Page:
The suit, which was filed by law firm Miller Barondess, lays out what the plaintiffs allege was an underhanded effort by their former bandmates to steal away the “Journey” name, to which Schon and Cain claim they own the exclusive rights per a 1998 agreement signed with former frontman Steve Perry when he left the group. That agreement followed a previous one entered into by Schon, Cain and Perry in 1985 via the corporate entity Nightmare Productions providing the trio with an “exclusive, irrevocable license” over the Journey trademark.

The alleged plot by Valory and Smith to assume control of the trademark culminated on Feb. 13, 2020, when Schon and Cain allege the two men held “improper” shareholder and board of directors meetings of Nightmare Productions under the “incorrect” assumption that the company held the rights to the Journey name. They accuse Smith, Valory and unnamed “allies” of voting in those meetings to give Smith and Valory control of the board, with Smith usurping Cain as board president and Valory replacing Schon as secretary.

“With control of Nightmare Productions, per the Complaint, Smith and Valory incorrectly believe they can seize control of the Journey name and force Schon, Cain and Nightmare Productions to provide them with wind-fall payments after their retirement; they want to be paid a share of Journey touring revenue in perpetuity under the guise of a licensing fee while they perform absolutely no work for the band,” said Miller Barondess in a press release announcing the lawsuit.

Representatives for Valory and Smith did not respond to Billboard’s requests for comment by press time.

Though both Smith and Valory have been members of Journey on and off since the band formed in 1973, the complaint diminishes their contributions to the group, stating that the two “have very few song credits on Journey’s albums.” Schon is the only founding member of Journey that remains in the band. Cain joined in 1980, departed in 1987 and returned in 1995 and has played with them ever since. The only other remaining member of Journey is current frontman Arnel Pineda, who joined the group in 2007.

In addition to compensatory and punitive damages (plus interest), Schon and Cain are seeking a preliminary and permanent injunction against Valory and Smith to prevent their alleged scheme; a declaration that Schon and Cain own the exclusive rights to the Journey trademark via their entity Elmo Partners and are expressly authorized to perform as Journey, with or without any of the other band members; a declaration that all actions taken during the Feb. 13 board and shareholder meetings are invalid; and attorneys’ fees and other costs related to the suit.

What’s Your Favorite Camila Cabello Single? Vote!

It’s time to toast some “Sangria Wine” for the newly 23-year-old Camila Cabello, and Billboard wants to know: Which of her singles is an “Easy” pick for your favorite?

Cabello has released 16 singles as a lead artist in her career, including the sweet Pharrell-assisted “Sangria Wine,” two Shawn Mendes duets (“I Know What You Did Last Summer” from 2015 and last summer’s smash No. 1 hit “Señorita”) and one Spanish track with 17-time Latin Grammy-winning musician Alejandro Sanz titled “Mi Persona Favorita” from 2018.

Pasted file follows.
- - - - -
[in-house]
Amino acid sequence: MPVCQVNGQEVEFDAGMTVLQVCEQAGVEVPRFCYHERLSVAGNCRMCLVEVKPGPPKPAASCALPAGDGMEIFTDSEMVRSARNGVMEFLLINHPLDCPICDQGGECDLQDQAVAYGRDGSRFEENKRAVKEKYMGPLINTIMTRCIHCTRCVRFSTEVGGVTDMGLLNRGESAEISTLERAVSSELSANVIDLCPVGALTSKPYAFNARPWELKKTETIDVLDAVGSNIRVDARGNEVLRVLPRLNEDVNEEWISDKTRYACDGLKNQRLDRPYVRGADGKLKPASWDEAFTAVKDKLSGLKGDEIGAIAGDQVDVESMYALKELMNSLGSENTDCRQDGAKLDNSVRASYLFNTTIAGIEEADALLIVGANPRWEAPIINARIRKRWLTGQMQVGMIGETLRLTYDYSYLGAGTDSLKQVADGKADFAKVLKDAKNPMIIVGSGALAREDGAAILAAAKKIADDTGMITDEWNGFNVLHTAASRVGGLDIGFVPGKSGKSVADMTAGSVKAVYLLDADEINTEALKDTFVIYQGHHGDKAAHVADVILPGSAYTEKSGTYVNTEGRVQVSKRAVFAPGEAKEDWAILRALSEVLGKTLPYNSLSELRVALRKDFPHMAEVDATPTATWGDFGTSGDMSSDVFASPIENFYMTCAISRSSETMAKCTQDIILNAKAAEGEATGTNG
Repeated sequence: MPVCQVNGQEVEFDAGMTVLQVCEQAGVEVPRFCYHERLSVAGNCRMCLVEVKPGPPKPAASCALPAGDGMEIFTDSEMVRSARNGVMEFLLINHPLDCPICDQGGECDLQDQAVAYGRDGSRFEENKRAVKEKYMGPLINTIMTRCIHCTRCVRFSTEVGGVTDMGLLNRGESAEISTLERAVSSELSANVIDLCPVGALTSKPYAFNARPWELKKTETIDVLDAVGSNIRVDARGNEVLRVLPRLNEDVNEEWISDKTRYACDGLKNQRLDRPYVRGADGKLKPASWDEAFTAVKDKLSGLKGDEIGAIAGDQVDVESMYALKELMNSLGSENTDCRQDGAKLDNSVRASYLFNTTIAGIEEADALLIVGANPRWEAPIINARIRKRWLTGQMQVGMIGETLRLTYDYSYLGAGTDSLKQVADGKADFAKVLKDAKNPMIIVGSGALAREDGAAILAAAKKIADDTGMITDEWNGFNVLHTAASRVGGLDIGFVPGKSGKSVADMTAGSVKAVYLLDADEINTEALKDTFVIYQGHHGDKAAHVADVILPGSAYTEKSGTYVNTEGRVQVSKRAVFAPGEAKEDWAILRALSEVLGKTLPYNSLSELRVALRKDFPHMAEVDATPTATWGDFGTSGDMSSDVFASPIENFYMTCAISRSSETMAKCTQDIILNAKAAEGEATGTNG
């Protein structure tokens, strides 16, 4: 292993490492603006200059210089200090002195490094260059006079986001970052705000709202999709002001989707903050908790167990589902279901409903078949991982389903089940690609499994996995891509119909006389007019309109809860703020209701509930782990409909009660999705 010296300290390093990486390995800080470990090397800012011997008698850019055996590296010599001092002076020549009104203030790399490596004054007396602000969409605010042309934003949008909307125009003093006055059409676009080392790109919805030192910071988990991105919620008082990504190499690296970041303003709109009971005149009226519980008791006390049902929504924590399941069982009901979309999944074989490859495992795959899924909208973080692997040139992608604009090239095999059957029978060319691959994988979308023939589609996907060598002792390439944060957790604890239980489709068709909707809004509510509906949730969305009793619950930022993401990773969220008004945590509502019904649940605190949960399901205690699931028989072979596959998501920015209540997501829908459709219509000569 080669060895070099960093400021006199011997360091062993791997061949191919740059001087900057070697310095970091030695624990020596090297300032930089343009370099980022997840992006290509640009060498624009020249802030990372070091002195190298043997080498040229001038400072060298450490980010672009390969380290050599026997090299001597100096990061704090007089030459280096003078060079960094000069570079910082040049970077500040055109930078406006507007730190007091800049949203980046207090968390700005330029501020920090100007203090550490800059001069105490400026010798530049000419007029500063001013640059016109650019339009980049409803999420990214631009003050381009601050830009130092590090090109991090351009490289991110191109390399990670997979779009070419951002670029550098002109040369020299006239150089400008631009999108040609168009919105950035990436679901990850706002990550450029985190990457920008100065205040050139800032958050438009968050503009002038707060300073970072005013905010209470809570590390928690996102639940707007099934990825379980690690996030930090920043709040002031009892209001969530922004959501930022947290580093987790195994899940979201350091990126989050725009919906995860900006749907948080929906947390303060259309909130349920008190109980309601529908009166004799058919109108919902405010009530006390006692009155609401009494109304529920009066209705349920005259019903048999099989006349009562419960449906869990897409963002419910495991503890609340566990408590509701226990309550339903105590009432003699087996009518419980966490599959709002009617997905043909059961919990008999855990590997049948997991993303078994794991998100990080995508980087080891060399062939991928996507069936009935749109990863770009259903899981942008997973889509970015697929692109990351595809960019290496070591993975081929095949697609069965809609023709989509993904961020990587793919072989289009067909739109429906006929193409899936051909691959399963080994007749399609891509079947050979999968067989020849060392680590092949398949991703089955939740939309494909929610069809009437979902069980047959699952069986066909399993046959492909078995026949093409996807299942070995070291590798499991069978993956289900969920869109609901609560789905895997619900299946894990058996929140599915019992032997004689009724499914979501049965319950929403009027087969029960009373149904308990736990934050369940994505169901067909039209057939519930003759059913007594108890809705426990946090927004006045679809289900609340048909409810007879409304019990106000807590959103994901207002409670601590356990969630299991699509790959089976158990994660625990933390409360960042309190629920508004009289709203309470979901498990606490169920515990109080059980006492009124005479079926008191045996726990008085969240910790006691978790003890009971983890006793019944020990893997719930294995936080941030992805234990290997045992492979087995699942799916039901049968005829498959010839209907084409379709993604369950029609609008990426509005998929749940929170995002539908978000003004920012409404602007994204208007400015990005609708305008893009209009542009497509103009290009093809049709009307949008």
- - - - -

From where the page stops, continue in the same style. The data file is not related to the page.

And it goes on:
Four of her singles have gone on to become top 10 Billboard Hot 100 hits, with “Havana,” featuring Young Thug, and “Señorita” taking the cake at No. 1, “Bad Things” with Machine Gun Kelly peaking at No. 4 in 2017, and her 2018 single “Never Be the Same” reaching No. 6 on the chart.

So which of Cabello’s singles is your favorite? Vote below

What’s Your Favorite Lady Gaga Album? Vote!

“Earth is canceled. I live on Chromatica,” Lady Gaga told Beats 1’s Zane Lowe in an interview last week teasing the title of her out-of-this-world sixth studio album. Chromatica will still arrive on terrestrial platforms April 10 via Interscope Records for all of the Little Monsters to enjoy, but which Lady Gaga album do you enjoy the most?

She’s notched four No. 1 albums on the Billboard 200 (excluding the A Star is Born film soundtrack) — Born This Way in 2011, Artpop in 2013, Cheek to Cheek with Tony Bennett in 2014 and Joanne in 2016, which was her last studio album.

Mother Monster even gifted her vocals on a Christmas album back in 2011, as A Very Gaga Holiday took a jazzy, sultry spin on her own classics — “Yoü and I” and “The Edge of Glory” — as well as Nat King Cole’s “Orange Colored Sky.”

So which Lady Gaga compilation can’t you get enough of? Vote below!

Here’s How Music Merch Companies Are Navigating Coronavirus

The forecast for the coronavirus’ spread seems to change by the hour, affecting markets, manufacturing and public gatherings across the world. And for music merchandise — a business that has to balance long lead times for front-end production with fast turn-arounds for order fulfillment on the back end — that has thrown the entire industry into uncertainty as the COVID-19 disease grows.

“We have eight tours starting in Europe next week and everything seems to be changing day by day,” says Alex Stultz, CEO of Virginia-based merch company Red Star, which handles Dave Matthews Band and others. “What’s happening with shows in Switzerland or Northern Italy? We just don’t know. So we’re waiting and planning and hoping for the best.”